Data mode is used when reading from the SDMA’s memory (e.g. loading registers) or writing to it. This should not be confused with the application processor’s memory (the one Linux sees, for example), which is not directly accessible by the SDMA core. In data mode, addressing works on 32-bit words, so incrementing the data mode address (by one) means moving forward four bytes.
Instruction mode and data mode addressing points at exactly the same physical memory space. It’s possible to write data to RAM in data mode, and then execute it as a script, the latter essentially reading from RAM in instruction mode. It’s important to note, that different addresses will be used for each. This is best explained with a simple example:
Suppose that we want to run a routine (script) written by ourselves. To do so, it has to be copied into the internal RAM first. How to do that is explained in part IV, but let’s assume that we want to execute our script with a JMP instruction to 0x1800. This is 12 kB from the zero-address of the memory map, since the 0x1800 address is given in 16-bit quanta (2 bytes per address count). After the script is loaded in its correct place, we’ll be able to read the first instruction (as a piece as data) as follows: Set one of the SDMA’s processor’s registers to the value 0x0c00, and then load from the address pointed by that register. The address, 0x0c00, is given in 32-bit quanta (4 bytes per address count), so it hits exactly the same place: 12 kB from zero-address. And since we’re reading 32 bits, we’ll read the first instruction as well as the second at the same time.
Let’s say it loud and clear:
Instruction mode addresses are always double their data mode equivalents.
As for endianess, the SDMA core thinks Big Endian all the way through. That means, that when reading two assembly opcodes from memory in data mode, we get a 32-bit word, for which the first instruction is on bits [31:16] and the instruction following it on bits [15:0].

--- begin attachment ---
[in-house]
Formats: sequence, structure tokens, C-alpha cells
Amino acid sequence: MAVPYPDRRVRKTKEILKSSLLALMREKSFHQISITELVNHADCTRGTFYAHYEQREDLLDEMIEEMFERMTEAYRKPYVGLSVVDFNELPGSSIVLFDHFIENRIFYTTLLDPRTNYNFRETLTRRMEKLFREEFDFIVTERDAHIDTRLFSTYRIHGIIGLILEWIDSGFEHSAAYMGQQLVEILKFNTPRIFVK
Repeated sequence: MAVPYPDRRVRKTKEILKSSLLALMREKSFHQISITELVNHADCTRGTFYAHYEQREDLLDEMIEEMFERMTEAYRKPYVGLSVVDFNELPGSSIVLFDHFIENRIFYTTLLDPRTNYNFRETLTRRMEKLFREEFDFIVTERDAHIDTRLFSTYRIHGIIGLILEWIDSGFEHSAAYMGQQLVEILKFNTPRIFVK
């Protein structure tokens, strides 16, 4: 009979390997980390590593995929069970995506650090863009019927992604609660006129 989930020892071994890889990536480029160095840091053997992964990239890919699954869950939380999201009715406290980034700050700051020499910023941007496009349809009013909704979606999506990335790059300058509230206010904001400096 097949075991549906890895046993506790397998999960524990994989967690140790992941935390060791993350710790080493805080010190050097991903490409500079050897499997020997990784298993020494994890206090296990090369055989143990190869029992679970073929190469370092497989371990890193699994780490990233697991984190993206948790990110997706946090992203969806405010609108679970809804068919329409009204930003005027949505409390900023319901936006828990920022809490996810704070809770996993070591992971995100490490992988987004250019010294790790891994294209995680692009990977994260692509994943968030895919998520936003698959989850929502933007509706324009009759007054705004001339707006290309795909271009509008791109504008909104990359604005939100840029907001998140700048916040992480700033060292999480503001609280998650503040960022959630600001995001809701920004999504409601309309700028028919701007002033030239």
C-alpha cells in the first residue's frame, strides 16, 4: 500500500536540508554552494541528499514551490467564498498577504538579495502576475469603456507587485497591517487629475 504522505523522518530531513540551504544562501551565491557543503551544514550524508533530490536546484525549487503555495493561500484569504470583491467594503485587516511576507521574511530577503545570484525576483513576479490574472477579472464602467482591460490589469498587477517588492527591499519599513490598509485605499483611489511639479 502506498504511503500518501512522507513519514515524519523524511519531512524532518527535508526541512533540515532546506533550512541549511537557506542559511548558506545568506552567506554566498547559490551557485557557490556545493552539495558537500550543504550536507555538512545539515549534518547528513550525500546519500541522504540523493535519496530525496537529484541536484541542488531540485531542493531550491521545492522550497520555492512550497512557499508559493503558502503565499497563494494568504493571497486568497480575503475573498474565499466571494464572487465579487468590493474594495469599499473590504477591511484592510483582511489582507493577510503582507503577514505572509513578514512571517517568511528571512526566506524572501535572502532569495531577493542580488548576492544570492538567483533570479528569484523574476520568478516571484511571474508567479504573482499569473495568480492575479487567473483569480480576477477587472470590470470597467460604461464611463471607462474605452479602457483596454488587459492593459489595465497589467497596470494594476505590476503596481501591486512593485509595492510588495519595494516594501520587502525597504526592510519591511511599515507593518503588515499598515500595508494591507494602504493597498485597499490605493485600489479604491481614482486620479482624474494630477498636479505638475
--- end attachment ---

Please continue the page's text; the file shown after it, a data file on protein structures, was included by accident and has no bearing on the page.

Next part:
The memory map
Since we’re at it, and since the Reference Manual has this information spread all over, here’s a short outline of what’s mapped where, in data addresses.
- 0x0000-0x03ff: 4 kB of internal ROM with boot code and standard routines
- 0x0400-0x07ff: 4 kB of reserved space. No access at all should take place here
- 0x0800-0x0bff: 4 kB of internal RAM, containing the 32 channels’ contexts (each context is 32 words of 4 bytes each, when SMSZ is set in the CHN0ADDR register). More about this in part II. For the details, see Section 52.13.4 in the Reference Manual. When SMSZ is clear, this segment is 3 kB only (see 52.4.4).
- 0x0c00-0x0fff: 4 kB of internal RAM, free for end-user application scripts and data.
- 0x1000-0x6fff: Peripherals 1-6 memory space
- 0x7000-0x7fff: SDMA registers, as accessed directly by the SDMA core (as detailed in section 52.14 of the reference manual)
- 0x8000-0xffff: Peripherals 7-14 memory space (not accessible in program memory space)
Again: The memory map above is given in data addresses. The memory map in program memory space is the same, only all addresses are double.
So much for part I. You may want to go on with Part II: Contexts, Channels, Scripts and their execution